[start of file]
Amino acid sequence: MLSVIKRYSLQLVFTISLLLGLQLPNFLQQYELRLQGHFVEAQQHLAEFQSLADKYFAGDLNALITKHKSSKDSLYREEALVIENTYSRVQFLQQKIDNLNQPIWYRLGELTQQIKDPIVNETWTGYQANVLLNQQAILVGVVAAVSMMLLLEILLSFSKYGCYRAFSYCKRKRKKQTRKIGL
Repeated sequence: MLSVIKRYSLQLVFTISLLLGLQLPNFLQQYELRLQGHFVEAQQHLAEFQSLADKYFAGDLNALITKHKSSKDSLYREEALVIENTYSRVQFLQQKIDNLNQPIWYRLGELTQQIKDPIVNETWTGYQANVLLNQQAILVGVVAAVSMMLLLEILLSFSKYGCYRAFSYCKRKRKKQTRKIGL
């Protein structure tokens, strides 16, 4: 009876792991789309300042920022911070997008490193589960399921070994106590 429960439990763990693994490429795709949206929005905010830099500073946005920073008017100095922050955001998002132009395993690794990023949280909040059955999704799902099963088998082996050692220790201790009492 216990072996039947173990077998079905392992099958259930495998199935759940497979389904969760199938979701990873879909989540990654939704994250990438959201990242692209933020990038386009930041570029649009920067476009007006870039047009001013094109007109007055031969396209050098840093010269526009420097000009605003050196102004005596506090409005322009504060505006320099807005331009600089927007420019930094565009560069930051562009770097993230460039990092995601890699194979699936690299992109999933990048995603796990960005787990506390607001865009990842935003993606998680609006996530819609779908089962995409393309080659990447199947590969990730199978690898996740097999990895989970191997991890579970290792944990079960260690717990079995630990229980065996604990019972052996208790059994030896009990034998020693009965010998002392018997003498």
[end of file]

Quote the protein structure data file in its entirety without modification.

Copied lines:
Amino acid sequence: MLSVIKRYSLQLVFTISLLLGLQLPNFLQQYELRLQGHFVEAQQHLAEFQSLADKYFAGDLNALITKHKSSKDSLYREEALVIENTYSRVQFLQQKIDNLNQPIWYRLGELTQQIKDPIVNETWTGYQANVLLNQQAILVGVVAAVSMMLLLEILLSFSKYGCYRAFSYCKRKRKKQTRKIGL
Repeated sequence: MLSVIKRYSLQLVFTISLLLGLQLPNFLQQYELRLQGHFVEAQQHLAEFQSLADKYFAGDLNALITKHKSSKDSLYREEALVIENTYSRVQFLQQKIDNLNQPIWYRLGELTQQIKDPIVNETWTGYQANVLLNQQAILVGVVAAVSMMLLLEILLSFSKYGCYRAFSYCKRKRKKQTRKIGL
């Protein structure tokens, strides 16, 4: 009876792991789309300042920022911070997008490193589960399921070994106590 429960439990763990693994490429795709949206929005905010830099500073946005920073008017100095922050955001998002132009395993690794990023949280909040059955999704799902099963088998082996050692220790201790009492 216990072996039947173990077998079905392992099958259930495998199935759940497979389904969760199938979701990873879909989540990654939704994250990438959201990242692209933020990038386009930041570029649009920067476009007006870039047009001013094109007109007055031969396209050098840093010269526009420097000009605003050196102004005596506090409005322009504060505006320099807005331009600089927007420019930094565009560069930051562009770097993230460039990092995601890699194979699936690299992109999933990048995603796990960005787990506390607001865009990842935003993606998680609006996530819609779908089962995409393309080659990447199947590969990730199978690898996740097999990895989970191997991890579970290792944990079960260690717990079995630990229980065996604990019972052996208790059994030896009990034998020693009965010998002392018997003498």